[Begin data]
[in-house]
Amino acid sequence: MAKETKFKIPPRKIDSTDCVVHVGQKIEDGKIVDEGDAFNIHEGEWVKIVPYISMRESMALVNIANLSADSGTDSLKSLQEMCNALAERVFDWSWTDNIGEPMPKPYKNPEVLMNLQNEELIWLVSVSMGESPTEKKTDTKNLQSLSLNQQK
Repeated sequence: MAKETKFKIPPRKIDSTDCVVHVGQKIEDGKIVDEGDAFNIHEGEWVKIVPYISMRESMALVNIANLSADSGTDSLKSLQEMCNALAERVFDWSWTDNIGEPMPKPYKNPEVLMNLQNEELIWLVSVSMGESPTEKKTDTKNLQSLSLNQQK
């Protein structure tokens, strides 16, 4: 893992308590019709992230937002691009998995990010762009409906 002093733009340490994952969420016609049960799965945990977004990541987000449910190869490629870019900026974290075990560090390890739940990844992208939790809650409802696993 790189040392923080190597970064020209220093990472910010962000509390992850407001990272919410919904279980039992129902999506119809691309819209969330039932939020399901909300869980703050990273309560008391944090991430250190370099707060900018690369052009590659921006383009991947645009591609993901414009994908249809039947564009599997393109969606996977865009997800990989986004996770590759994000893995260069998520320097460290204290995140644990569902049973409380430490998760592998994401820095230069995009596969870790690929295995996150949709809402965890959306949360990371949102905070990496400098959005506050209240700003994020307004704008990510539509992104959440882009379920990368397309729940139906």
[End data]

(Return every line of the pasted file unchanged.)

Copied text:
[in-house]
Amino acid sequence: MAKETKFKIPPRKIDSTDCVVHVGQKIEDGKIVDEGDAFNIHEGEWVKIVPYISMRESMALVNIANLSADSGTDSLKSLQEMCNALAERVFDWSWTDNIGEPMPKPYKNPEVLMNLQNEELIWLVSVSMGESPTEKKTDTKNLQSLSLNQQK
Repeated sequence: MAKETKFKIPPRKIDSTDCVVHVGQKIEDGKIVDEGDAFNIHEGEWVKIVPYISMRESMALVNIANLSADSGTDSLKSLQEMCNALAERVFDWSWTDNIGEPMPKPYKNPEVLMNLQNEELIWLVSVSMGESPTEKKTDTKNLQSLSLNQQK
């Protein structure tokens, strides 16, 4: 893992308590019709992230937002691009998995990010762009409906 002093733009340490994952969420016609049960799965945990977004990541987000449910190869490629870019900026974290075990560090390890739940990844992208939790809650409802696993 790189040392923080190597970064020209220093990472910010962000509390992850407001990272919410919904279980039992129902999506119809691309819209969330039932939020399901909300869980703050990273309560008391944090991430250190370099707060900018690369052009590659921006383009991947645009591609993901414009994908249809039947564009599997393109969606996977865009997800990989986004996770590759994000893995260069998520320097460290204290995140644990569902049973409380430490998760592998994401820095230069995009596969870790690929295995996150949709809402965890959306949360990371949102905070990496400098959005506050209240700003994020307004704008990510539509992104959440882009379920990368397309729940139906």